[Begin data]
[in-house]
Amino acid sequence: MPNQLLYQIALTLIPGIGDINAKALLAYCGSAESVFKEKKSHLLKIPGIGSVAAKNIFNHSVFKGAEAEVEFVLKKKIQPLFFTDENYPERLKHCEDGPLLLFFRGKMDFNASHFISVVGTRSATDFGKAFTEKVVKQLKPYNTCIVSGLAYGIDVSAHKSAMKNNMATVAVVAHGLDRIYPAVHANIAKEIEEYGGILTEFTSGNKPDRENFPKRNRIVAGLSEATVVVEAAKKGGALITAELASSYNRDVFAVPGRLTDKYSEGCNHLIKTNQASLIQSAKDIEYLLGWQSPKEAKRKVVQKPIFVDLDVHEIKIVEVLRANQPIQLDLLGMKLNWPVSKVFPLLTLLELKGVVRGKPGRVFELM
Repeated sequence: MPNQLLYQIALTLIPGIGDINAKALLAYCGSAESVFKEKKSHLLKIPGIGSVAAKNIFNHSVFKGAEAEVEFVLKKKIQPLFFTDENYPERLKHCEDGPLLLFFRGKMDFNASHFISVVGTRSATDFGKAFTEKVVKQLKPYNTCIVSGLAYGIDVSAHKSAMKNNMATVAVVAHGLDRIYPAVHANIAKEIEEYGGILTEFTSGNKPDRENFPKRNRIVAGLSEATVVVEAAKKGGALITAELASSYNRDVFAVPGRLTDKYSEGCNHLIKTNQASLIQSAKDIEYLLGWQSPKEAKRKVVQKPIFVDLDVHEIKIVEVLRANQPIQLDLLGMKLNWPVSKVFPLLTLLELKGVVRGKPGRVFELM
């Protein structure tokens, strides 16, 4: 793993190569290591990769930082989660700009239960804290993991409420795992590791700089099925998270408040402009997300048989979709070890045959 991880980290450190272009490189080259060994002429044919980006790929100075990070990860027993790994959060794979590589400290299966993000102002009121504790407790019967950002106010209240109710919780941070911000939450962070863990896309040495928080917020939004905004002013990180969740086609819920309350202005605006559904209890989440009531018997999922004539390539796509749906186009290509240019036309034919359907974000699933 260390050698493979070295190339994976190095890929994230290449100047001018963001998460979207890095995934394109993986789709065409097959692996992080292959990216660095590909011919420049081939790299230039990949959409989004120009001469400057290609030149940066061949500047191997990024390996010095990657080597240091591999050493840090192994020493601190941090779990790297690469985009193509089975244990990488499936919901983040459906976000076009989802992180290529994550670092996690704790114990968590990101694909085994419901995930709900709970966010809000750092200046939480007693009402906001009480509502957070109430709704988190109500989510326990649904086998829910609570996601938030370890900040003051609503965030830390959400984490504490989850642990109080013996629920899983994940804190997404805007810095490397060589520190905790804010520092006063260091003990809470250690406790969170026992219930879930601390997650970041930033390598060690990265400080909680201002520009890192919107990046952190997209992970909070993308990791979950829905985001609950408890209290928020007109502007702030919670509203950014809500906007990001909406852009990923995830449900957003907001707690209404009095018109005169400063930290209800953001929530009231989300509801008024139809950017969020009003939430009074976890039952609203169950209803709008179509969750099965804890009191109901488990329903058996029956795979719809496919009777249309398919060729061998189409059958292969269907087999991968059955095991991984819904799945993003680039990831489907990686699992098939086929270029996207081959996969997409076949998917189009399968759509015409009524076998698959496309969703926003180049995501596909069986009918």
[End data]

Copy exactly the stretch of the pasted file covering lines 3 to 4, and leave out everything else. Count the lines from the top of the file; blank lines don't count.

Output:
Repeated sequence: MPNQLLYQIALTLIPGIGDINAKALLAYCGSAESVFKEKKSHLLKIPGIGSVAAKNIFNHSVFKGAEAEVEFVLKKKIQPLFFTDENYPERLKHCEDGPLLLFFRGKMDFNASHFISVVGTRSATDFGKAFTEKVVKQLKPYNTCIVSGLAYGIDVSAHKSAMKNNMATVAVVAHGLDRIYPAVHANIAKEIEEYGGILTEFTSGNKPDRENFPKRNRIVAGLSEATVVVEAAKKGGALITAELASSYNRDVFAVPGRLTDKYSEGCNHLIKTNQASLIQSAKDIEYLLGWQSPKEAKRKVVQKPIFVDLDVHEIKIVEVLRANQPIQLDLLGMKLNWPVSKVFPLLTLLELKGVVRGKPGRVFELM
């Protein structure tokens, strides 16, 4: 793993190569290591990769930082989660700009239960804290993991409420795992590791700089099925998270408040402009997300048989979709070890045959 991880980290450190272009490189080259060994002429044919980006790929100075990070990860027993790994959060794979590589400290299966993000102002009121504790407790019967950002106010209240109710919780941070911000939450962070863990896309040495928080917020939004905004002013990180969740086609819920309350202005605006559904209890989440009531018997999922004539390539796509749906186009290509240019036309034919359907974000699933 260390050698493979070295190339994976190095890929994230290449100047001018963001998460979207890095995934394109993986789709065409097959692996992080292959990216660095590909011919420049081939790299230039990949959409989004120009001469400057290609030149940066061949500047191997990024390996010095990657080597240091591999050493840090192994020493601190941090779990790297690469985009193509089975244990990488499936919901983040459906976000076009989802992180290529994550670092996690704790114990968590990101694909085994419901995930709900709970966010809000750092200046939480007693009402906001009480509502957070109430709704988190109500989510326990649904086998829910609570996601938030370890900040003051609503965030830390959400984490504490989850642990109080013996629920899983994940804190997404805007810095490397060589520190905790804010520092006063260091003990809470250690406790969170026992219930879930601390997650970041930033390598060690990265400080909680201002520009890192919107990046952190997209992970909070993308990791979950829905985001609950408890209290928020007109502007702030919670509203950014809500906007990001909406852009990923995830449900957003907001707690209404009095018109005169400063930290209800953001929530009231989300509801008024139809950017969020009003939430009074976890039952609203169950209803709008179509969750099965804890009191109901488990329903058996029956795979719809496919009777249309398919060729061998189409059958292969269907087999991968059955095991991984819904799945993003680039990831489907990686699992098939086929270029996207081959996969997409076949998917189009399968759509015409009524076998698959496309969703926003180049995501596909069986009918």